You don't own the copyright in the Star Wars or Batman images and you don't have permission from those who do. You therefore run a risk, at best of Alamy being asked to remove them, which it will, and at worst of legal action.

Or as Martin says Alamy will take them down proactively to protect itself.

 

 

I ask that because everybody here says me there is a risk while Alamy says me its safe as they have a special formula for people who sells images with IP without property releases

 

 

 

Perhaps you should take another look at section 1.4.1 of the Contributor Contract which you agreed to when you signed up to Alamy

 

 

 

1.4 Under this contract you must
  1. 1.4.1 Be the Copyright owner of the Images or have authority from the Copyright owner to enter into the Contract.

 

http://www.alamy.com/terms/contributor.asp

 

 

He is the copyright owner of the images he submits, he is not the copyright owner of the IP in his images. 

 

How is this different from photographic images of IP? There are thousands on Alamy, all selling RM without releases.

 

Jill

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So are you telling me not to trust Alamy?

Not at all. Alamy is protected by the user agreement. What it tells you about licence type and releases isn't legally watertight permission to submit images containing IP you don't own.

You don't own the copyright in the Star Wars or Batman images and you don't have permission from those who do. You therefore run a risk, at best of Alamy being asked to remove them, which it will, and at worst of legal action.

Or as Martin says Alamy will take them down proactively to protect itself.

 

 

I ask that because everybody here says me there is a risk while Alamy says me its safe as they have a special formula for people who sells images with IP without property releases

 

 

Alamy also has an indemnity clause (quoted above) in the contract that you've agreed to. You understand what indemnity is, don't you?

 

Anyways, you seem to be pretty determined, as Robert pointed... I'd ask Member Services at the very least. Next, I'd get an E&O liability insurance and incorporate the business - your liability risks are going to be high.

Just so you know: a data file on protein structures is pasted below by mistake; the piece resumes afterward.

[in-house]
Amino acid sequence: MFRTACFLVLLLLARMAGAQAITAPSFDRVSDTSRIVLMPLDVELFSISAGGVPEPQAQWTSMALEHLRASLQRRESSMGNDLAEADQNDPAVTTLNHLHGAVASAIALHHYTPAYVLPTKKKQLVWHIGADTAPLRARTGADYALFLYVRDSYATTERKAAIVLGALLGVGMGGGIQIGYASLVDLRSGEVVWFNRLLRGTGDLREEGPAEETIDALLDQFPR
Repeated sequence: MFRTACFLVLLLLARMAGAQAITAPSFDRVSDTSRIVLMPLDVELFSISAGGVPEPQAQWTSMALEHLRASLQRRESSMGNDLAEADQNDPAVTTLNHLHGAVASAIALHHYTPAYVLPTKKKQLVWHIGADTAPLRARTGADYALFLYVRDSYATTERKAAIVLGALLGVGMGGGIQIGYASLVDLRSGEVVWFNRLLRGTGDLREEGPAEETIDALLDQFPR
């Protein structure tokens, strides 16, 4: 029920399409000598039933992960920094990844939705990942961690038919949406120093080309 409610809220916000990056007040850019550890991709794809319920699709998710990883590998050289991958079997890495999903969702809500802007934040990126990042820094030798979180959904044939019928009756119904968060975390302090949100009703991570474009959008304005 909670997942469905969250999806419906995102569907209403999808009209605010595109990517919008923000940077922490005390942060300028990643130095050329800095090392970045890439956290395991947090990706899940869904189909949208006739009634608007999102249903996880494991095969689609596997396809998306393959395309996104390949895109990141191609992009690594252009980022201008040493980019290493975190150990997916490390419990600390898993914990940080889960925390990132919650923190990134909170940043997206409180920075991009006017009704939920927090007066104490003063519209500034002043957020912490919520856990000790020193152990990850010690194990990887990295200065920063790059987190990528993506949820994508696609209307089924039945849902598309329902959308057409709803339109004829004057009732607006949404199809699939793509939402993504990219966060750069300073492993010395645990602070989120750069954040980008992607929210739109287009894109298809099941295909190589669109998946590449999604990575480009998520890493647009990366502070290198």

GI

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So are you telling me not to trust Alamy?

Not at all. Alamy is protected by the user agreement. What it tells you about licence type and releases isn't legally watertight permission to submit images containing IP you don't own.

You don't own the copyright in the Star Wars or Batman images and you don't have permission from those who do. You therefore run a risk, at best of Alamy being asked to remove them, which it will, and at worst of legal action.

Or as Martin says Alamy will take them down proactively to protect itself.

 

 

I ask that because everybody here says me there is a risk while Alamy says me its safe as they have a special formula for people who sells images with IP without property releases

 

 

 

Perhaps you should take another look at section 1.4.1 of the Contributor Contract which you agreed to when you signed up to Alamy

 

 

 

1.4 Under this contract you must
  1. 1.4.1 Be the Copyright owner of the Images or have authority from the Copyright owner to enter into the Contract.

 

http://www.alamy.com/terms/contributor.asp

 

 

He is the copyright owner of the images he submits, he is not the copyright owner of the IP in his images. 

 

How is this different from photographic images of IP? There are thousands on Alamy, all selling RM without releases.

 

Jill

 

 

My (not an attorney) understanding is that it matters how prominent somebody's IP is. If it is incidental, you may have a case, if it is a straight copy (with nothing else in the picture, like OP's images) then it is ... well, we all know what it is. It would be interesting to look at what exactly is copyrighted by LucasFilm.

GI

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So are you telling me not to trust Alamy?

Not at all. Alamy is protected by the user agreement. What it tells you about licence type and releases isn't legally watertight permission to submit images containing IP you don't own.